shifts to the Commissioner. In step five, the Commissioner
must establish that the claimant can perform other work.
Yuckert, 482 U.S. at 141-42; 20 C.F.R. §§
404.1520(e) & (f), 416.920(e) & (f). If the
Commissioner meets his burden and proves that the claimant is
able to perform other work which exists in the national
economy, the claimant is not disabled. 20 C.F.R. §§
one, the ALJ determined that Plaintiff met the insured status
requirements of the Social Security Act through March 31,
2017, and had not engaged in substantial gainful activity
since her alleged onset date. Tr. 20. Next, at step two, the
ALJ determined that Plaintiff has severe impairments of
obesity, right and left shoulder rotator cuff tear status
post-surgery, degenerative joint disease, and degenerate disc
disease with reported lower back, knee, and hip pain. Tr.
21-24. At step three, the ALJ found that these impairments
did not meet or equal, either singly or in combination, a
listed impairment. Tr. 24-25.
four, the ALJ concluded that Plaintiff has the RFC to lift
and/or carry twenty pounds occasionally and ten pounds
frequently (including upward pulling); to stand and/or walk
about six hours in an eight-hour day; and to sit for about
six hours in an eight-hour day. Tr. 25. Further, she can
bilaterally operate foot controls occasionally; can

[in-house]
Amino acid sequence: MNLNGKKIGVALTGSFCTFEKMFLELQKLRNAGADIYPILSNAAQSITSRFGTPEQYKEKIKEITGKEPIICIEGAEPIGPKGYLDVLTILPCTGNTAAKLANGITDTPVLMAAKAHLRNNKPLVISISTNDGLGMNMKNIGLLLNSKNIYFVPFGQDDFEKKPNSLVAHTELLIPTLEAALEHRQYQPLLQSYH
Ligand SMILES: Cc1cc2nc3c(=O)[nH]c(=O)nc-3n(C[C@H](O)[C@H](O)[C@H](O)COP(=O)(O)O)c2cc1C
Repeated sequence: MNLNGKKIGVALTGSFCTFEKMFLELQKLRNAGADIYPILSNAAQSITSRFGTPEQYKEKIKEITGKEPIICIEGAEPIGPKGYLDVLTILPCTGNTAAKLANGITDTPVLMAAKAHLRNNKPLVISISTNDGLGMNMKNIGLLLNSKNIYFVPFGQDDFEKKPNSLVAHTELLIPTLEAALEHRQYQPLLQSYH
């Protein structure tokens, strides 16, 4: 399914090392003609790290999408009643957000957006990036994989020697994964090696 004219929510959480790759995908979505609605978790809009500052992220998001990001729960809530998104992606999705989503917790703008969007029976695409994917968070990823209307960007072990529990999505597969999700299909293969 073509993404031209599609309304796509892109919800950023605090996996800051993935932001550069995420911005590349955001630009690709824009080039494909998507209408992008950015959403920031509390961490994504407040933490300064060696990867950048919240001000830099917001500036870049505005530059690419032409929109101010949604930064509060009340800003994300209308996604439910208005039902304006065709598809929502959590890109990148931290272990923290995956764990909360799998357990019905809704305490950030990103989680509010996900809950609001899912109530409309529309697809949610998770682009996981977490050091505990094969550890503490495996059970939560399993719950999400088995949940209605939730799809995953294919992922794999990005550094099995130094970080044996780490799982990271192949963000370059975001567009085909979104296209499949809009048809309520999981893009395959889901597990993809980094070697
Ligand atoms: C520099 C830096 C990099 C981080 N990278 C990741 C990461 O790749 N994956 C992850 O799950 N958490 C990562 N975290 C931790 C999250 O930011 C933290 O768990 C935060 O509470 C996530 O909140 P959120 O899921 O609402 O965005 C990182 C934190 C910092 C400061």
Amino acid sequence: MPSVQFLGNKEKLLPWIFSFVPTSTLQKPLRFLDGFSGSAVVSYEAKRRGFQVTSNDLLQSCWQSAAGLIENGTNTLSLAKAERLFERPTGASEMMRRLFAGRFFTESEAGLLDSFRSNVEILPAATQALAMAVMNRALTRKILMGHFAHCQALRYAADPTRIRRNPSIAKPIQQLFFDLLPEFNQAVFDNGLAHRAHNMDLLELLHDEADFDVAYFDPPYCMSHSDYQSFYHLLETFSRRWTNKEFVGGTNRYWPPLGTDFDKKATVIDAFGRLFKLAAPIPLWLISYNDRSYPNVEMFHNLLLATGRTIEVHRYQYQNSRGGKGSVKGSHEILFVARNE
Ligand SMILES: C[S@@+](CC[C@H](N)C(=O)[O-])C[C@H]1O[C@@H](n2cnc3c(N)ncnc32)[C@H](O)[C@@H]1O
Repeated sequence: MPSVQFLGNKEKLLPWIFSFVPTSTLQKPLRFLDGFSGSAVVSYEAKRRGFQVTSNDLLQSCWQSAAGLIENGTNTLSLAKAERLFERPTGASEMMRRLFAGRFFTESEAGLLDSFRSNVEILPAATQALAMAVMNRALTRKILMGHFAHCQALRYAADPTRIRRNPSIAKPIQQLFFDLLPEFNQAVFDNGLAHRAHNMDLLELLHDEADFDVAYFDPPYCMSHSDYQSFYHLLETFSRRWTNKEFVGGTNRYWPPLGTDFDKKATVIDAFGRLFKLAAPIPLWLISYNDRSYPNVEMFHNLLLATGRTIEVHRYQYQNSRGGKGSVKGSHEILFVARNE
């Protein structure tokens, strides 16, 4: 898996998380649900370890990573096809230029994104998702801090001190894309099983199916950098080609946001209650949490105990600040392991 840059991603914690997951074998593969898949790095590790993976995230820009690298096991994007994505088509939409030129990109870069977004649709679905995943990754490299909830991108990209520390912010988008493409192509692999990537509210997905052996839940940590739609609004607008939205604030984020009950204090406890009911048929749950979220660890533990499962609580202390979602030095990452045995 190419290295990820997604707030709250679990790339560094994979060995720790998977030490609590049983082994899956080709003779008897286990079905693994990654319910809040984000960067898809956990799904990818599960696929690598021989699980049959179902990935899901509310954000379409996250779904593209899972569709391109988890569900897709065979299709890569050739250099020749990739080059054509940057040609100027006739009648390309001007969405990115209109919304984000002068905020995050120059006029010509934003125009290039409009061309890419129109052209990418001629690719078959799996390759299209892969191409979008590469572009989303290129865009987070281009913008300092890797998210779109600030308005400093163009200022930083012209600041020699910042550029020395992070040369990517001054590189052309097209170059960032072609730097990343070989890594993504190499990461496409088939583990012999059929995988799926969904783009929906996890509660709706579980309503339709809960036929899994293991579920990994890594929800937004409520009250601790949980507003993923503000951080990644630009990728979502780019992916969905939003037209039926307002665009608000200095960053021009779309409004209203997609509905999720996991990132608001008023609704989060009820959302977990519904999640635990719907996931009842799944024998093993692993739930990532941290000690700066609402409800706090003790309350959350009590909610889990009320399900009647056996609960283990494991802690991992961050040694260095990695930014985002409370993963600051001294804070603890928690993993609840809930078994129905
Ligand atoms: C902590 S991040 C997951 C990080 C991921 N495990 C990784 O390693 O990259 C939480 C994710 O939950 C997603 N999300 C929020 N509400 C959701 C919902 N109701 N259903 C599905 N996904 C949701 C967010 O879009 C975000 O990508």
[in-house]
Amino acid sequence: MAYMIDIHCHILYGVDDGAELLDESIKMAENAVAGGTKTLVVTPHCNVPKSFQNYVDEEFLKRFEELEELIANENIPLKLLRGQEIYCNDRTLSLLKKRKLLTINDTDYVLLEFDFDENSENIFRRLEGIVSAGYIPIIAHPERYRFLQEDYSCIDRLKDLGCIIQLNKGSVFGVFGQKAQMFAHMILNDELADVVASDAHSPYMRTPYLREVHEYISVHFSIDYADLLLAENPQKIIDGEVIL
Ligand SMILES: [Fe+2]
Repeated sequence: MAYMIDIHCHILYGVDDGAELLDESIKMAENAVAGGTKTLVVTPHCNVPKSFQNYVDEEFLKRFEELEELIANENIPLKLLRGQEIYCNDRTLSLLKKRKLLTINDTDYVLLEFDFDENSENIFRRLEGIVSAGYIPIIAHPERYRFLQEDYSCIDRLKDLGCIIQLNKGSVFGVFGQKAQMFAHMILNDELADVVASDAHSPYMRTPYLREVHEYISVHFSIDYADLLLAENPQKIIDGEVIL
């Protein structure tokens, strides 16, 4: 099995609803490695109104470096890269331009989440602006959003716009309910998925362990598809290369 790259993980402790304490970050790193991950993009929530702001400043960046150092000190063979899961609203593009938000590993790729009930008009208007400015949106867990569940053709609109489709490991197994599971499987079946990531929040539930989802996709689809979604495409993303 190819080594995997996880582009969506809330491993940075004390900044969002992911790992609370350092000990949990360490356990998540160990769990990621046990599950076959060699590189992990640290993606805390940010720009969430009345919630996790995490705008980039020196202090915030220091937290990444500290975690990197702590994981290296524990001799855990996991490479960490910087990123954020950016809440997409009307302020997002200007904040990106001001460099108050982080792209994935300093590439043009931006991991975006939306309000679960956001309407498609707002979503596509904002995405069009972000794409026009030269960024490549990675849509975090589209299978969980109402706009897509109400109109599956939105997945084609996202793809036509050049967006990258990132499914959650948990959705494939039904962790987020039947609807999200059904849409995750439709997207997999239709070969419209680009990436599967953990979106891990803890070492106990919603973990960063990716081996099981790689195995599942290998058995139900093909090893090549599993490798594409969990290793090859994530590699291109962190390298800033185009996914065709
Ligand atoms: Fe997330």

bilaterally reach overhead with the upper extremities
occasionally; can occasionally climb ramps or stairs; can
never climb ladders, ropes, or scaffolds; can balance
frequently, can kneel, crouch, stoop, or bend occasionally;
and can never crawl. Id. Finally, she can have no
more than occasional exposure to vibration and no exposure to
hazards such as dangerous machinery or unprotected heights.
Id. With this RFC, the ALJ determined that Plaintiff
can perform her past relevant work of fast-food worker and
cashier. Tr. 32. Alternatively, at step five, the ALJ
determined that Plaintiff can perform jobs that exist in
significant numbers in the economy such as motel maid, sales
attendant, and marking clerk. Tr. 34. Thus, the ALJ
determined that Plaintiff is not disabled. Tr. 34-35.
may set aside the Commissioner's denial of benefits only
when the Commissioner's findings are based on legal error
or are not supported by substantial evidence in the record as
a whole. Vasquez v. Astrue, 572 F.3d 586, 591 (9th
Cir. 2009). "Substantial evidence means more than a mere
scintilla but less than a preponderance; it is such relevant
evidence as a reasonable mind might accept as adequate to
support a conclusion." Id. (internal quotation
marks omitted). The court considers the record as a whole,
including both the evidence that supports and detracts from
the Commissioner's decision. Id.; Lingenfelter v.
Astrue, 504 F.3d 1028, 1035 (9th Cir. 2007). "Where
the evidence is susceptible to more than one rational
interpretation, the ALJ's decision must be
affirmed." Vasquez, 572 F.3d at 591 (internal
quotation marks and brackets omitted); see also Massachi
v. Astrue, 486 F.3d 1149, 1152 (9th Cir. 2007)
("Where the evidence as a whole can support either a
grant or a denial, [the court] may not substitute [its]
judgment for the ALJ's") (internal quotation marks
argues that the ALJ erred by (1) rejecting her subjective
limitations testimony; (2) giving little weight to the
opinions of two treating physicians; and (3) finding that she